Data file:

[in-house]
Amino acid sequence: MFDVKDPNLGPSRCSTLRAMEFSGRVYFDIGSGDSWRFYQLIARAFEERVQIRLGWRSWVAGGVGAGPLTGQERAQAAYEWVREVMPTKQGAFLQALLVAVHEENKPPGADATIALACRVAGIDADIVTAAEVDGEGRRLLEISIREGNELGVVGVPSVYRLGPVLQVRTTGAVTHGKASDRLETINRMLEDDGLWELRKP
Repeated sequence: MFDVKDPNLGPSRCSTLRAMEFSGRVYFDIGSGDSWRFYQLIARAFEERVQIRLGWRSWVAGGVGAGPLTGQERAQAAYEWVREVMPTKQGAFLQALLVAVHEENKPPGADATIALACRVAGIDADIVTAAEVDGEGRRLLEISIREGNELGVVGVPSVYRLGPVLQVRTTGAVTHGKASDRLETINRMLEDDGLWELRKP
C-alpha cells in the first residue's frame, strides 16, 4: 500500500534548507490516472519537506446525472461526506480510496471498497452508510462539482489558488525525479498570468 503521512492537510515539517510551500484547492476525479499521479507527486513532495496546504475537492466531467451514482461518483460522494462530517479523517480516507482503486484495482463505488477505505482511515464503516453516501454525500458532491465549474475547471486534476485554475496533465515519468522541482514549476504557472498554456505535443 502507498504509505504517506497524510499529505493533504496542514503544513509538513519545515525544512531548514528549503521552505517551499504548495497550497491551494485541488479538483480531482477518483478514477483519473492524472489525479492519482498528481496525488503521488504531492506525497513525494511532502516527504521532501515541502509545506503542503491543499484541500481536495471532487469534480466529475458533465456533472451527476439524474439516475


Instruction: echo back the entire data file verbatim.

[in-house]
Amino acid sequence: MFDVKDPNLGPSRCSTLRAMEFSGRVYFDIGSGDSWRFYQLIARAFEERVQIRLGWRSWVAGGVGAGPLTGQERAQAAYEWVREVMPTKQGAFLQALLVAVHEENKPPGADATIALACRVAGIDADIVTAAEVDGEGRRLLEISIREGNELGVVGVPSVYRLGPVLQVRTTGAVTHGKASDRLETINRMLEDDGLWELRKP
Repeated sequence: MFDVKDPNLGPSRCSTLRAMEFSGRVYFDIGSGDSWRFYQLIARAFEERVQIRLGWRSWVAGGVGAGPLTGQERAQAAYEWVREVMPTKQGAFLQALLVAVHEENKPPGADATIALACRVAGIDADIVTAAEVDGEGRRLLEISIREGNELGVVGVPSVYRLGPVLQVRTTGAVTHGKASDRLETINRMLEDDGLWELRKP
C-alpha cells in the first residue's frame, strides 16, 4: 500500500534548507490516472519537506446525472461526506480510496471498497452508510462539482489558488525525479498570468 503521512492537510515539517510551500484547492476525479499521479507527486513532495496546504475537492466531467451514482461518483460522494462530517479523517480516507482503486484495482463505488477505505482511515464503516453516501454525500458532491465549474475547471486534476485554475496533465515519468522541482514549476504557472498554456505535443 502507498504509505504517506497524510499529505493533504496542514503544513509538513519545515525544512531548514528549503521552505517551499504548495497550497491551494485541488479538483480531482477518483478514477483519473492524472489525479492519482498528481496525488503521488504531492506525497513525494511532502516527504521532501515541502509545506503542503491543499484541500481536495471532487469534480466529475458533465456533472451527476439524474439516475